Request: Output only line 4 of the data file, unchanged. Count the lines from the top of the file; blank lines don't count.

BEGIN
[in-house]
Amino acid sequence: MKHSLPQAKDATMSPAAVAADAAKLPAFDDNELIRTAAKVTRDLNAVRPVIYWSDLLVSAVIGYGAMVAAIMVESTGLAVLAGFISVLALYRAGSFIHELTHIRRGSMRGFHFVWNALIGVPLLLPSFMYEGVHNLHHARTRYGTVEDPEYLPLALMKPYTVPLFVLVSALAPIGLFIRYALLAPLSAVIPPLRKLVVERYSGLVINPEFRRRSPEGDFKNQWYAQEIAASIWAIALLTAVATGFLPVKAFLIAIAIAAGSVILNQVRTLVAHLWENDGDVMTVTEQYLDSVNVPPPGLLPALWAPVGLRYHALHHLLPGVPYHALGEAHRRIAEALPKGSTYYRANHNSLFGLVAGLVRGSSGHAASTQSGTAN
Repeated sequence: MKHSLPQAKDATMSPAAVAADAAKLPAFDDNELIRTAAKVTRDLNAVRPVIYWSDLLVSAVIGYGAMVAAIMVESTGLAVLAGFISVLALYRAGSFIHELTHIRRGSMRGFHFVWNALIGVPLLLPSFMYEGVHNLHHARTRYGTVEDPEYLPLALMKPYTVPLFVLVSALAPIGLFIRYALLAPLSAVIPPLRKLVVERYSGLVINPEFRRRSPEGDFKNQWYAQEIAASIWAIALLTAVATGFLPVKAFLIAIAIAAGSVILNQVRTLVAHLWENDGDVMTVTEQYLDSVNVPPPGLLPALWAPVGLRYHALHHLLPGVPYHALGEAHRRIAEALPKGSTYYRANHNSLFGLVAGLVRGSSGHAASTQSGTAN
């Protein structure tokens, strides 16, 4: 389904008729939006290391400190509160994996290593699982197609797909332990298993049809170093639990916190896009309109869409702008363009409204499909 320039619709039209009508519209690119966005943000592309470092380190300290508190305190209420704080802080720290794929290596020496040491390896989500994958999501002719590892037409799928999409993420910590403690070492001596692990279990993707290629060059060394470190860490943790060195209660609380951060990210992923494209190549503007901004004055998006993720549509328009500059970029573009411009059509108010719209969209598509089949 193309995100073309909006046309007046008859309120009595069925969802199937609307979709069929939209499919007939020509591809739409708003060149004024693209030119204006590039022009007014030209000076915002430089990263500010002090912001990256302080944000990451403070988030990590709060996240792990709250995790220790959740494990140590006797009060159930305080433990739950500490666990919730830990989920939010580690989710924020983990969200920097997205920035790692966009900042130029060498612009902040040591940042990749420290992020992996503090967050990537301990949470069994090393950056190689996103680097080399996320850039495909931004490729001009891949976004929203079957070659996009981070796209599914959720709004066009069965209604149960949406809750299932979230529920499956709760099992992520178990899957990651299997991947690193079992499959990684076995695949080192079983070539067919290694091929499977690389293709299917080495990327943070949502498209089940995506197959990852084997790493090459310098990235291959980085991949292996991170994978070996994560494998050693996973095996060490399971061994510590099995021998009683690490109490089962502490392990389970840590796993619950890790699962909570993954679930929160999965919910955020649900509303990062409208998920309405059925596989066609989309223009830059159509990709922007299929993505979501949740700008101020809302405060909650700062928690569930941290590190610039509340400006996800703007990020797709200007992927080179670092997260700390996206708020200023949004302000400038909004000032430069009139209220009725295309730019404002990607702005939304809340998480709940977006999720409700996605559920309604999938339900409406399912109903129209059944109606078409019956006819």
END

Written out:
């Protein structure tokens, strides 16, 4: 389904008729939006290391400190509160994996290593699982197609797909332990298993049809170093639990916190896009309109869409702008363009409204499909 320039619709039209009508519209690119966005943000592309470092380190300290508190305190209420704080802080720290794929290596020496040491390896989500994958999501002719590892037409799928999409993420910590403690070492001596692990279990993707290629060059060394470190860490943790060195209660609380951060990210992923494209190549503007901004004055998006993720549509328009500059970029573009411009059509108010719209969209598509089949 193309995100073309909006046309007046008859309120009595069925969802199937609307979709069929939209499919007939020509591809739409708003060149004024693209030119204006590039022009007014030209000076915002430089990263500010002090912001990256302080944000990451403070988030990590709060996240792990709250995790220790959740494990140590006797009060159930305080433990739950500490666990919730830990989920939010580690989710924020983990969200920097997205920035790692966009900042130029060498612009902040040591940042990749420290992020992996503090967050990537301990949470069994090393950056190689996103680097080399996320850039495909931004490729001009891949976004929203079957070659996009981070796209599914959720709004066009069965209604149960949406809750299932979230529920499956709760099992992520178990899957990651299997991947690193079992499959990684076995695949080192079983070539067919290694091929499977690389293709299917080495990327943070949502498209089940995506197959990852084997790493090459310098990235291959980085991949292996991170994978070996994560494998050693996973095996060490399971061994510590099995021998009683690490109490089962502490392990389970840590796993619950890790699962909570993954679930929160999965919910955020649900509303990062409208998920309405059925596989066609989309223009830059159509990709922007299929993505979501949740700008101020809302405060909650700062928690569930941290590190610039509340400006996800703007990020797709200007992927080179670092997260700390996206708020200023949004302000400038909004000032430069009139209220009725295309730019404002990607702005939304809340998480709940977006999720409700996605559920309604999938339900409406399912109903129209059944109606078409019956006819």